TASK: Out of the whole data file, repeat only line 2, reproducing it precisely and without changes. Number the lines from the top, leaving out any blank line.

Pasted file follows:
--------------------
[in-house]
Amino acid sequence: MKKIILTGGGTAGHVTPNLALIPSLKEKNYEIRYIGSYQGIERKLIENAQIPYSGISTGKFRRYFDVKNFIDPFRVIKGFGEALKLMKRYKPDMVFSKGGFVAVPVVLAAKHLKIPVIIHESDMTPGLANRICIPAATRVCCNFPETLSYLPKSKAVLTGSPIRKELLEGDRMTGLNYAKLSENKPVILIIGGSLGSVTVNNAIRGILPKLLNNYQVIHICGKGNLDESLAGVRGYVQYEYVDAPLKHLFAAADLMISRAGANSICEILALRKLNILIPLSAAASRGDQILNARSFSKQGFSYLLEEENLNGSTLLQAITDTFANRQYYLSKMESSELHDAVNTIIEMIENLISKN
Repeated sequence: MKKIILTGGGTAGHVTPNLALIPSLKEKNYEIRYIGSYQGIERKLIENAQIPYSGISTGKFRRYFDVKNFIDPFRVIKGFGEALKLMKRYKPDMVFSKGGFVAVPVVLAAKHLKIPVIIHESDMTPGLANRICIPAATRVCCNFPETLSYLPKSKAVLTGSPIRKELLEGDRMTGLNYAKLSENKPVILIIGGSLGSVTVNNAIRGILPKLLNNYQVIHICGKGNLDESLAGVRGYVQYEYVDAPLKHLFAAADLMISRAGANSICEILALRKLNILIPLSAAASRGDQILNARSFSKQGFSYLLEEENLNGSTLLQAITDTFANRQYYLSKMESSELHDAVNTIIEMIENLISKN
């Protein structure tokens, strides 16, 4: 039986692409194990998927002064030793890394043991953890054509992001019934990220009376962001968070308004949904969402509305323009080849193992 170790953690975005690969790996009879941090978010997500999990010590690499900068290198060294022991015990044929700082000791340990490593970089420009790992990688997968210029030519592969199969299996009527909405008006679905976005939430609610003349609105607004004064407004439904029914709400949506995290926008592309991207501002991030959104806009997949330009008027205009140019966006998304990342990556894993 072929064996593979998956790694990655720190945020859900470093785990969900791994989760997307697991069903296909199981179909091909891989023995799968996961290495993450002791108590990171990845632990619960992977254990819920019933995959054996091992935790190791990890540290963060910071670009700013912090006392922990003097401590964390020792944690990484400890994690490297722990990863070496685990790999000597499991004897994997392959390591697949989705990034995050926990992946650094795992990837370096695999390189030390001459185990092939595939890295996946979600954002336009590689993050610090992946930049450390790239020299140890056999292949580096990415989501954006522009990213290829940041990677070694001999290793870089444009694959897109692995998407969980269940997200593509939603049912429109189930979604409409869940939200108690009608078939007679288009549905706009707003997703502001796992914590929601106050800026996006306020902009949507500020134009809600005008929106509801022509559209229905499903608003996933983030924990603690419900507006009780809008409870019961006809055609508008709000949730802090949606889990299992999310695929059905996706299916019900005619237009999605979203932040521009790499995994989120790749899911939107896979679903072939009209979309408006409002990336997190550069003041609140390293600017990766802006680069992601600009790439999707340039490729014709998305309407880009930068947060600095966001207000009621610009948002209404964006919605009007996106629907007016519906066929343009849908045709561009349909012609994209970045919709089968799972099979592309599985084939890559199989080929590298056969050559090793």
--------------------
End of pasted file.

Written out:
Amino acid sequence: MKKIILTGGGTAGHVTPNLALIPSLKEKNYEIRYIGSYQGIERKLIENAQIPYSGISTGKFRRYFDVKNFIDPFRVIKGFGEALKLMKRYKPDMVFSKGGFVAVPVVLAAKHLKIPVIIHESDMTPGLANRICIPAATRVCCNFPETLSYLPKSKAVLTGSPIRKELLEGDRMTGLNYAKLSENKPVILIIGGSLGSVTVNNAIRGILPKLLNNYQVIHICGKGNLDESLAGVRGYVQYEYVDAPLKHLFAAADLMISRAGANSICEILALRKLNILIPLSAAASRGDQILNARSFSKQGFSYLLEEENLNGSTLLQAITDTFANRQYYLSKMESSELHDAVNTIIEMIENLISKN